Edition: Part 1

For this primer, we had to research what an edition is and draw/make/collect 30 reflections of our daily life. I combined my drawings with a handful of collected items, which I will not show here. Furthermore, I misunderstood the brief and thought that we were supposed to visualize examples of editions in our diary. I therefore started drawingeditions that I either own or heard about.

The two most prominent meanings of the word edition is 1) a limited run or series o a commodity or 2) a specific version of it. I thought this was especially interesting when it comes to downloadable games, like GOTY Edition of Arkham City: It is indeed a specific version of the game (with all DLC included), but it is also an open edition with no limitations.

My friend Annalotta Pauly told me about Rutherford Chang who collects the Beatles’ White Album and end exhibited over 1000 copies in Liverpool last year. I do not really have anything to say about him, but I thought it would be nice to include him in my research. You can read more about him here

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I started to push the definition aspect to abstract or absurd limits, which lead to ovaries. Think about it! People who have ovaries are born with all the egg cells they need for the rest of their life: You could therefore say that they are an edition. Same thing goes for my legs: I may lose them and replace them with prosthesis legs, but they will never be exactly like those I was born with. They are both a limited run and a specific version!

I do not read superheroes comics and still managed to cram two references to DC in the same post. Anyway, Action Comics #1 are the most valuable comic books out there, but it only cost 10 cents when it came out. While there are many factors that contribute to their value, rarity is probably one of the most important. 

Another example of the connections between shortage and value are the Brillo Boxes. They were levitated to art by Andy Warhol who exhibited them in an art gallery in the 60s. A Swedish museum made authorized copies in the 60s and unauthorized in the early 90s. Those who were made in the 90s was later sold to buyers who did not know that they were fakes. Even the Warhol estate included them in the records without further research! It took several years until a Swedish journalist uncovered the truth, which lead to a huge scandal! You can read more about that here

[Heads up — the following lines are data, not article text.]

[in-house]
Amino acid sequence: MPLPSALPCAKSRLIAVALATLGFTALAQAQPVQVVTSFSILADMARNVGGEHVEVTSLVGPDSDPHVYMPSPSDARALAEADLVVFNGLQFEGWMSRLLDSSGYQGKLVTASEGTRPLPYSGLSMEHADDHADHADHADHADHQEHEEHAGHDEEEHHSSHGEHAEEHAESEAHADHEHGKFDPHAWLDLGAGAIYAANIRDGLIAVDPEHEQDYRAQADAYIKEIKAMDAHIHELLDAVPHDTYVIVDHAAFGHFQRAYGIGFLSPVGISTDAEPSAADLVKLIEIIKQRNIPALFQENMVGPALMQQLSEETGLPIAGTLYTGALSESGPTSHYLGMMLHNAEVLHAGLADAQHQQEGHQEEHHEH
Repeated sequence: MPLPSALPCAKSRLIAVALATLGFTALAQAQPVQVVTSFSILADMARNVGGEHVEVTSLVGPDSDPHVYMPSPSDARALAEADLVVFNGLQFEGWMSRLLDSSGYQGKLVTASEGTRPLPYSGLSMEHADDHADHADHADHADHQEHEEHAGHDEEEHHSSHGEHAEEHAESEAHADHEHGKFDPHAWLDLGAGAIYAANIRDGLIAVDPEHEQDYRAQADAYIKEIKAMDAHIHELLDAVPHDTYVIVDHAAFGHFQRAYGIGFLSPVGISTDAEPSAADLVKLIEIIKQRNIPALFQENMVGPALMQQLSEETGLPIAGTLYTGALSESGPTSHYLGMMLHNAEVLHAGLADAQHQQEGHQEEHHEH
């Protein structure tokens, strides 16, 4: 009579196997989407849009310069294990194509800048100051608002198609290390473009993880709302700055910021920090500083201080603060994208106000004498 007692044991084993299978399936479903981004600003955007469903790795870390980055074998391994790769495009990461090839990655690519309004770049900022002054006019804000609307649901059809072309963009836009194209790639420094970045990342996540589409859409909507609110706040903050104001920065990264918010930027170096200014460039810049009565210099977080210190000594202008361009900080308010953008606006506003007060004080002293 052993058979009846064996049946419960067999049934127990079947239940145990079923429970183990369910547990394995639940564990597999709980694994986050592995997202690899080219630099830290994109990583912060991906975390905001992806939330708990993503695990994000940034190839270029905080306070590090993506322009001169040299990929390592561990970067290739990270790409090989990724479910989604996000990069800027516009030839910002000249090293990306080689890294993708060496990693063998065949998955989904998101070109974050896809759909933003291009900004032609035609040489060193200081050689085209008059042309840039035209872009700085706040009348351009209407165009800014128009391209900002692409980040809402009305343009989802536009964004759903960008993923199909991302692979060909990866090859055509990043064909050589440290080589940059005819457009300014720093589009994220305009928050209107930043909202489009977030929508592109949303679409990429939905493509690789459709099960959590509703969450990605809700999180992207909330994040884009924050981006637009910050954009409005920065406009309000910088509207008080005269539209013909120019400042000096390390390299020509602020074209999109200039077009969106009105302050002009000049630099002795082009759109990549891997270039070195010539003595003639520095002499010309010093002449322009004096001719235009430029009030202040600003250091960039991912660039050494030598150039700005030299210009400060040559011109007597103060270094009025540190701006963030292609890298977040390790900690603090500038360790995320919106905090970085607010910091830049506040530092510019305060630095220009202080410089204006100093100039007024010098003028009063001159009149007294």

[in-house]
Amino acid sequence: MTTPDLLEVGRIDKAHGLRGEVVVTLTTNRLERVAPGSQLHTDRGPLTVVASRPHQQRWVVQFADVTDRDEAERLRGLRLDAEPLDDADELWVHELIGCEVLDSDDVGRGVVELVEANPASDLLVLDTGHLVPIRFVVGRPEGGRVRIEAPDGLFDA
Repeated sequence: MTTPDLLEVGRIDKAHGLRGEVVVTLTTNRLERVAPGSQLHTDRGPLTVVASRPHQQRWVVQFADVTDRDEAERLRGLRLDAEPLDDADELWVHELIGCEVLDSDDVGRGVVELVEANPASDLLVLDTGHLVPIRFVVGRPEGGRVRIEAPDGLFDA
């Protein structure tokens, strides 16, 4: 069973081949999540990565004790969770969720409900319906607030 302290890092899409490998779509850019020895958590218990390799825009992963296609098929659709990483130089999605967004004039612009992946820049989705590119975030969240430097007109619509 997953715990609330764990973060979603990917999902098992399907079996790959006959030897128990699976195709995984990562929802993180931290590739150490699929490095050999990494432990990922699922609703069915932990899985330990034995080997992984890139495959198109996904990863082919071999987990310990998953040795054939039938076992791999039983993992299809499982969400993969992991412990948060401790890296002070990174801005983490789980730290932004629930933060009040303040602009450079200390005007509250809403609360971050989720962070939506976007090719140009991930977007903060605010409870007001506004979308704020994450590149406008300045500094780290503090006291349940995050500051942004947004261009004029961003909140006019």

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This is the most gothic spread I have: Death and love. While the days we have left are an obvious limited edition, the other is a bit more complex. The experience of new love is created by chemicals (hormones and steroids), which creates strong feelings of affection and passion. But these feelings do not last forever. Sometimes they are transformed into a more stable but perhaps less passionate relationships; sometimes the affection disappears all together.

 And now it’s time for the most sci-fi of the spreads. My favourite horror film is John Carpenter’s The Thing, which takes place on a scientific outpost in Antarctica. We have a limited cast where one after one is infected/devoured by an alien that imitate them perfectly afterwards: It is the perfect mix of paranoia and body horror! The robot is a ink sketch of a Boston Dynamics Big Dog, an advanced four-legged robot that adjust to terrain, run at impressive speeds, and is very hard to knock down. Scientists have only built a handful of these, each version better than the last.

I finally realized that I misunderstood the brief at this point and started to draw thing from everyday life, like experiences I had or things I enjoy. The last spread boarded to an exhausted cry for help. The duck is based on an of-beat comment that compared the Muscovy duck’s feather crest with the hairstyle of Elvis Presley or James Dean. I also added a doodle of myself complaining about the poor paper quality of my sketchbook. It is so thin that you can see right through it: It is really distracting.